All other complex structures such as binary tree, hash, stack, queue or set, can be implemented on top of tuples and cons (lists). For example, in Erlang, a balanced binary tree is implemented as a recursive tuple and gives an O(log2N) performance for both reads and writes. Erlang dictionary, on the other side, uses both tuples and lists, nesting them to divide the data in buckets.

In a language which deals strictly with immutables, there are no classical loops (since a variable cannot be modified). Instead such languages have strong support for recursion, transforming the tail recursion calls to pure jump instructions. Often a support for pattern matching exists, allowing us to write functions consisting of multiple clauses, of which only one will execute depending on the values of input arguments. Here's the example of recursive list iteration in Elixir:

def each([]), do: :ok # empty list
def each([head | tail]) do
  IO.inspect head
  each(tail)
end

Notice how two clauses of function exist, one for empty and another for non empty list.

If the recursive code is too verbose, we can use helper functions to make the code seem more imperative. For example, in Elixir, the function Enum.filter can be called to get all even numbers from the list:

Enum.filter(
  [1, 2, 3, 4, 5], 
  fn(x) -> rem(x, 2) == 0 end
)

This is an example of a so called higher order function, which is a fancy name for a function that takes another function as an argument, or returns a function (or both). In this case Enum.filter takes the list and a filter function which is invoked for each element of the list. The result is another list holding all elements for which the filter function returned true.
Although the fact is hidden, Enum.filter is internally still based on a recursion, as there are no alternatives in an immutable based language.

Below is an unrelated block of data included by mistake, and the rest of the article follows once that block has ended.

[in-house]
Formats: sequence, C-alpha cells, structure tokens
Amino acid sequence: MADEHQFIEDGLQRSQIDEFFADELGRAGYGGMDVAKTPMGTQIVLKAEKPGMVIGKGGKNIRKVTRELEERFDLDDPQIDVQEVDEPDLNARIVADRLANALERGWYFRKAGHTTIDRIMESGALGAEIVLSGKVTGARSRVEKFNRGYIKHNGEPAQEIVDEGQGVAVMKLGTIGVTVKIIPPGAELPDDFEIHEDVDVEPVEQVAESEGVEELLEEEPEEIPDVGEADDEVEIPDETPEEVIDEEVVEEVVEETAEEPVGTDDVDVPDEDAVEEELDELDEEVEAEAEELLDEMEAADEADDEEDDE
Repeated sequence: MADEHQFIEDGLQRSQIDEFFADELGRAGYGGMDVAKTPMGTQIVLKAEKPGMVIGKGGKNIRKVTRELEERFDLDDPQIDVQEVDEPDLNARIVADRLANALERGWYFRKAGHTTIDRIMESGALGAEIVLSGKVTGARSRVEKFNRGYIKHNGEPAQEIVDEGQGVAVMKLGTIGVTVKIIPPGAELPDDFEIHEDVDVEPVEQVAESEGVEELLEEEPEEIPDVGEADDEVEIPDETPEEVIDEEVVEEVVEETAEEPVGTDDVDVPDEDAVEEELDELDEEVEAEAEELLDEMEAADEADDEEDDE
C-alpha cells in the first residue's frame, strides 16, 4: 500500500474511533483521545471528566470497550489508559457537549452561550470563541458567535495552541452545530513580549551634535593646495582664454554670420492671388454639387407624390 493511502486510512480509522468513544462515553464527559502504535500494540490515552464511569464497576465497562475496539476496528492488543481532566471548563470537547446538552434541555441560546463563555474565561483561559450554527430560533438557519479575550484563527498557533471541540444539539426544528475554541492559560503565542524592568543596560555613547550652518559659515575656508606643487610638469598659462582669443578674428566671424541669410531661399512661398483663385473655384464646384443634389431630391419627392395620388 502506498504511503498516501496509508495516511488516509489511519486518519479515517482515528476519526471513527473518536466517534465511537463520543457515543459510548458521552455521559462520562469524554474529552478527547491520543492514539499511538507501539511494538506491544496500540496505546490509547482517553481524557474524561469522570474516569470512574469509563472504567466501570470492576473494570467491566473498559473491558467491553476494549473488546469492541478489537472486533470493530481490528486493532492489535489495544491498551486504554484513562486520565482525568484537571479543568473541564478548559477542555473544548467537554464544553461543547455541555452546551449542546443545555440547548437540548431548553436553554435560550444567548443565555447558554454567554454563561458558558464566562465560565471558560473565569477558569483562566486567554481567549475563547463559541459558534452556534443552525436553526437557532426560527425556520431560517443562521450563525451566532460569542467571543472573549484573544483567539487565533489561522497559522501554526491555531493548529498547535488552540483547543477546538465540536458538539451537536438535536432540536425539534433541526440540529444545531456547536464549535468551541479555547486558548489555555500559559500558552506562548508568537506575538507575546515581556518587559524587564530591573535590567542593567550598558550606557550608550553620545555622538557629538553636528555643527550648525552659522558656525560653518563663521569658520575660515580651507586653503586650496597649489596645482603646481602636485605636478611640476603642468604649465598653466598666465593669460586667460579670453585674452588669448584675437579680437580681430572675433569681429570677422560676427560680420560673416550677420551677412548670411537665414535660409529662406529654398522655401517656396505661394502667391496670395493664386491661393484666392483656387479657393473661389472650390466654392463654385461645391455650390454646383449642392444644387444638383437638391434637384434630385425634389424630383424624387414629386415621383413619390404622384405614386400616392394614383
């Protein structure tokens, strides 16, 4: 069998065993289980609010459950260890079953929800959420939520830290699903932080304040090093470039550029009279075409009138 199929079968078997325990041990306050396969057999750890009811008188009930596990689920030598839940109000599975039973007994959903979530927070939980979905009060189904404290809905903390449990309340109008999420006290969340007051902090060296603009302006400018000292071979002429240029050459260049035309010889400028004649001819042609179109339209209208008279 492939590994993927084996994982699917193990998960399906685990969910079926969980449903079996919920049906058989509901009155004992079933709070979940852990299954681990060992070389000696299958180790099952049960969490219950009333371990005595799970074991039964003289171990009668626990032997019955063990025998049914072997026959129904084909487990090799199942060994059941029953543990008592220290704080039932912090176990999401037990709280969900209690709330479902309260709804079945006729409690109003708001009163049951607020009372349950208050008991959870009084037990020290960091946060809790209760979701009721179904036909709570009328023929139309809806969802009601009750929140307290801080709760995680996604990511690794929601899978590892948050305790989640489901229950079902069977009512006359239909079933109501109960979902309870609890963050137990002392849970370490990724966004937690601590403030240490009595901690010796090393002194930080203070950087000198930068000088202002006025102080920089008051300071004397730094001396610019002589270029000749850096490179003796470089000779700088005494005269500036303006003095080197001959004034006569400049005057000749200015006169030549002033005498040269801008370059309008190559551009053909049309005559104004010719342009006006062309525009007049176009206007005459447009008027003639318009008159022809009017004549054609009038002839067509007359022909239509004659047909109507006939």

If you try to emulate immutables in a mutable based language you will have the commodity to use typical loops (lik for and while) which use local mutable variables. I advise avoiding this approach whenever possible. Many modern mutable based languages, such as Ruby, provide high order enumerable functions which can reduce the amount of mutables in a program.


Downsides

As I mentioned earlier, immutable updates will generally be slower than the mutable ones. After all, we are constructing a new variable instead of modifying the existing memory location and in addition shallow copy some elements. However, this should usually not present a problem, since the real performance cost most often lies in the computational part (e.g. transforming the data) or in I/O operations.

Since every modifications returns a new value, the garbage collector will have to deal with a large amount of short lived variables. If the language is immutable based, the GC is probably specifically fine tuned for such situations. For other environments it is best to research and test. I would expect the generational collectors to work fine, since they expect many short lived variables but I don't have any real experience or data to back this up.

The final downside (actually a benefit) is that you can't resort to fast hacks. If you deal with immutables. Forget about quick fixes where a global variable is set in one place and read in another one. Data can only be propagated via function arguments or return values, so you are forced to incorporate your special cases in your conceptual model, which is a good thing because it again promotes cleaner, easier to maintain code.

Wrapping up

If you have endured this far, hopefully you are a bit intrigued in exploring the world of immutable programming. I tried to reduce the boring theory to a bare minimum, which we can use to do something more interesting. Next time I will discuss how to deal with a more complex immutable data.

On a completely unrelated note for all Erlang programmers:  I'll be attending this year's Erlang User Conference, so if you happen to be there and are interested in a live discussion about Erlang, Elixir or anything else, let me know. I am looking forward to finally meeting Erlang programmers in person :-)